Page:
Excel and SSRS 2005 colors don’t always match up the way you want them to, so here is a comparative analysis that will hopefully help you select colors that match up well.
Some of the colors that match up well:
Black, White, Gray, DarkGray, Gainsboro/LightGrey, Maroon/DarkRed, Red, Brown/SaddleBrown, Salmon, LightCoral, OrangeRed, LightSalmon, Sienna, Peach Puff, Dark Orange, BurlyWood, NavajoWhite, Orange, Wheat, LemonChiffon, Cornsilk, Gold, LightGoldenrodYellow, Olive, Yellow, LightYellow, YellowGreen, ForestGreen, Green, Lime, Turquoise, MediumTurquoise, MediumSeaGreen, DarkSlateGray, DarkCyan, Cyan/Aqua, SlateGray, Royal Blue, Midnight Blue, Navy/DarkBlue, Blue, DarkSlateBlue, MediumOrchid, Purple, Fuchsia/Magenta, Crimson, Transparent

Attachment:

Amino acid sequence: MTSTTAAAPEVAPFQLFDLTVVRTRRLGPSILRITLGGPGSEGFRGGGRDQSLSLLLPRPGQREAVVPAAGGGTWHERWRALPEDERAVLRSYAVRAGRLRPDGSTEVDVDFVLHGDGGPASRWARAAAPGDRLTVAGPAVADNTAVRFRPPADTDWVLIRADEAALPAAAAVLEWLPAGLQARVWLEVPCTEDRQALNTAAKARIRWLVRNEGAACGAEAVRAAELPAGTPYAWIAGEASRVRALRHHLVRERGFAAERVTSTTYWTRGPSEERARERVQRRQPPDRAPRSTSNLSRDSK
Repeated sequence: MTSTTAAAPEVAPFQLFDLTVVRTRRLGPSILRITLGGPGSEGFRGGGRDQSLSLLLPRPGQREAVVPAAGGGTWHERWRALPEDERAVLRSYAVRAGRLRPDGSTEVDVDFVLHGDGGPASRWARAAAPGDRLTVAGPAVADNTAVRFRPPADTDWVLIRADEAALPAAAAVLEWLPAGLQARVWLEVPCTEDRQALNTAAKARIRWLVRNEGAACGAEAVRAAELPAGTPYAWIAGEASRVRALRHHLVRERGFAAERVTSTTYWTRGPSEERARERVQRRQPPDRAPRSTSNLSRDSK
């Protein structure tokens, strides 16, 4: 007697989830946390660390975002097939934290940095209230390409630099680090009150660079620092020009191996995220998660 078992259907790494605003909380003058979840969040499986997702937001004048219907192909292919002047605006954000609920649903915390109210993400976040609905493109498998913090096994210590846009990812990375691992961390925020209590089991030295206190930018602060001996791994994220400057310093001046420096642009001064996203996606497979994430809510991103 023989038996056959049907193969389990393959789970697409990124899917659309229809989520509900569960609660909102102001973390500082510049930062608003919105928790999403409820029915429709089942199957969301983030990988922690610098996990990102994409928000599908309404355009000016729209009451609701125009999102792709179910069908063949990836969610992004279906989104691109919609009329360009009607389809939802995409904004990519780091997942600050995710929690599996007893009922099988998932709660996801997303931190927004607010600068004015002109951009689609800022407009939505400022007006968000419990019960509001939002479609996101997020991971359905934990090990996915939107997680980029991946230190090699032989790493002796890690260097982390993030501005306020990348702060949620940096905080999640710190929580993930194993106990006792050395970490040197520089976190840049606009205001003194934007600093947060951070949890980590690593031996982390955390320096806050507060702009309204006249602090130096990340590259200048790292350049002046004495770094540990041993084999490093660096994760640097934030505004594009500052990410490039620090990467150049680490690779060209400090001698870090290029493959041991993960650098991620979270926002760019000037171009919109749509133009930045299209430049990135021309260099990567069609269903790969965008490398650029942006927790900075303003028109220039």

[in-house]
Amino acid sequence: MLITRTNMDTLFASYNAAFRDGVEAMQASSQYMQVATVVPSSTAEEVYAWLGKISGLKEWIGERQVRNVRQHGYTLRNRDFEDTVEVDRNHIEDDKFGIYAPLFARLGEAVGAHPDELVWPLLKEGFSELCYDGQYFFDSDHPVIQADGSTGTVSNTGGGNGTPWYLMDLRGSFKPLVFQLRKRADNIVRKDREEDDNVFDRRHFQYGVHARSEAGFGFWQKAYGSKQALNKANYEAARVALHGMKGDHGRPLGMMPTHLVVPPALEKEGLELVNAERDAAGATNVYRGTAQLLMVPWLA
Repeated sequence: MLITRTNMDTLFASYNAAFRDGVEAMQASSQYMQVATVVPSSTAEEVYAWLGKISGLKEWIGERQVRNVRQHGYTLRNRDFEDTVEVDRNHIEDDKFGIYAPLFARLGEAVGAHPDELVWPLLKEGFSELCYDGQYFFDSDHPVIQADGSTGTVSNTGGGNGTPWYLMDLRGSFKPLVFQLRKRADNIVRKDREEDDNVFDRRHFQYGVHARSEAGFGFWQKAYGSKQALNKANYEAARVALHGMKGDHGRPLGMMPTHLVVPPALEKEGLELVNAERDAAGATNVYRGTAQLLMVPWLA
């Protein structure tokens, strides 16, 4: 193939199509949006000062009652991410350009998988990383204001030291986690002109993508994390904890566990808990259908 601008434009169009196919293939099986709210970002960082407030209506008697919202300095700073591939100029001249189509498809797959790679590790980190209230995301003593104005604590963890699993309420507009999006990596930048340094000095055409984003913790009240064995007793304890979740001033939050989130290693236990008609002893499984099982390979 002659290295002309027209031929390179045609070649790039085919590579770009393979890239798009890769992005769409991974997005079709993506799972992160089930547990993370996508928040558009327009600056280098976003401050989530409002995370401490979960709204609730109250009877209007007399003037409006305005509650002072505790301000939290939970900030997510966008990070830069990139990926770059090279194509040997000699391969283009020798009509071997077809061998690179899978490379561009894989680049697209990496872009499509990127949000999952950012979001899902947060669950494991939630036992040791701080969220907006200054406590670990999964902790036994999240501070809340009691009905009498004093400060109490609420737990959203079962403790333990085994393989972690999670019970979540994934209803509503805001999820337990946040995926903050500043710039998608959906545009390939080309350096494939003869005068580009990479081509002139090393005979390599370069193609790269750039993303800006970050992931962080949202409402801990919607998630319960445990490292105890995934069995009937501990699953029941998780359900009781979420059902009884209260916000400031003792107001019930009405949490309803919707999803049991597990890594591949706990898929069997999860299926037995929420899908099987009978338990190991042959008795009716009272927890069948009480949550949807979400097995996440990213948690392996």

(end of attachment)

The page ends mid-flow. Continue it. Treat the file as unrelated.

In 2008 they load a custom color palette based on the colors used in the report, so the colors will always match what is in your report. While this is a nice feature I have found one bug that occurs when merging two spreadsheets that have been rendered through SSRS. The color palette of the main workbook will be applied to all other sheets that are added to it, and they appear to use some sort of index to reference the color. So if you have two SSRS rendered report with different colors and you attempt to merge them into one, the colors on the added sheet will go haywire. You can try to match the colors between the two SSRS reports, but even having the order of the colors in the report off will give you some strange results (presumably because the index of the color in the palette is used.) So watch out for this!